EPA’s concern about biodiesel’s impact on feedstock supplies seems to stem from the livestock industry’s reliance on soybeans for feed. In a worst-case scenario, increased use of biodiesel “could cause supply disruptions to a number of markets as biodiesel and renewable diesel producers seek additional supplies of advanced feedstocks and the parties that previously used these feedstocks, both within and outside of the fuels marketplace, seek out alternative feedstocks,” the agency said. “This could result in significant cost increases, for both biodiesel and renewable diesel as well as other products produced from renewable oils.”
Bruce Babcock, an economist at Iowa State University, said EPA’s concern makes no sense given that biofuels, by definition, compete with other crop uses. “If that was a valid argument for holding back the RVO, then they should eliminate the RVO,” Babcock said. “Perhaps EPA is worried about feedstock prices with higher RVOs but where is their analysis? I have not seen that vegetable oil prices have spiked.”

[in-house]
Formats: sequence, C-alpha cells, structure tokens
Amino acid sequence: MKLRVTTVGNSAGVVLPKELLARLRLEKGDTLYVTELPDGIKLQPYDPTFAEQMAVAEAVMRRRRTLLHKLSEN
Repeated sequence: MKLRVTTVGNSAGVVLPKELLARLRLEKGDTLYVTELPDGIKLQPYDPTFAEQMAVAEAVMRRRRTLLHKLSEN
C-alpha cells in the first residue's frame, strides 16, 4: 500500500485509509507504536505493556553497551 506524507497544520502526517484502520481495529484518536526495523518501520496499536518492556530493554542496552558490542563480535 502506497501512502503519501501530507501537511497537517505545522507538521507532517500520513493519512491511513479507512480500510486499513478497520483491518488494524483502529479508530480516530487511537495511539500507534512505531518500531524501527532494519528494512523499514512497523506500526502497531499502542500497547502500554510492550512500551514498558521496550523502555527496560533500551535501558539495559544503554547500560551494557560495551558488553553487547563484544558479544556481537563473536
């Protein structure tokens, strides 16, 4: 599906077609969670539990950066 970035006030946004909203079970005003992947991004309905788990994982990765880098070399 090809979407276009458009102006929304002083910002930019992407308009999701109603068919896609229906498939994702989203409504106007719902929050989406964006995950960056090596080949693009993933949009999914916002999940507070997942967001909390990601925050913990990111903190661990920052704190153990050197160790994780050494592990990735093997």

Steckel said biodiesel “feedstock prices have been relatively stable and in several instances have actually gone down the last several years.”
The good news for the biodiesel industry is that industry profits have been on the rebound in recent months despite the expiration of the tax credit. Biodiesel “profits turned increasingly positive during 2017; just the opposite of the ‘famine’ tendency for years after the tax credit expires,” University of Illinois economist Scott Irwin wrote in June. Producers usually lose money during periods when the tax credit is not in effect, but that hasn’t happened this year. Profits have risen steadily since March, reaching a peak of 25 cents per gallon in recent weeks, Irwin wrote.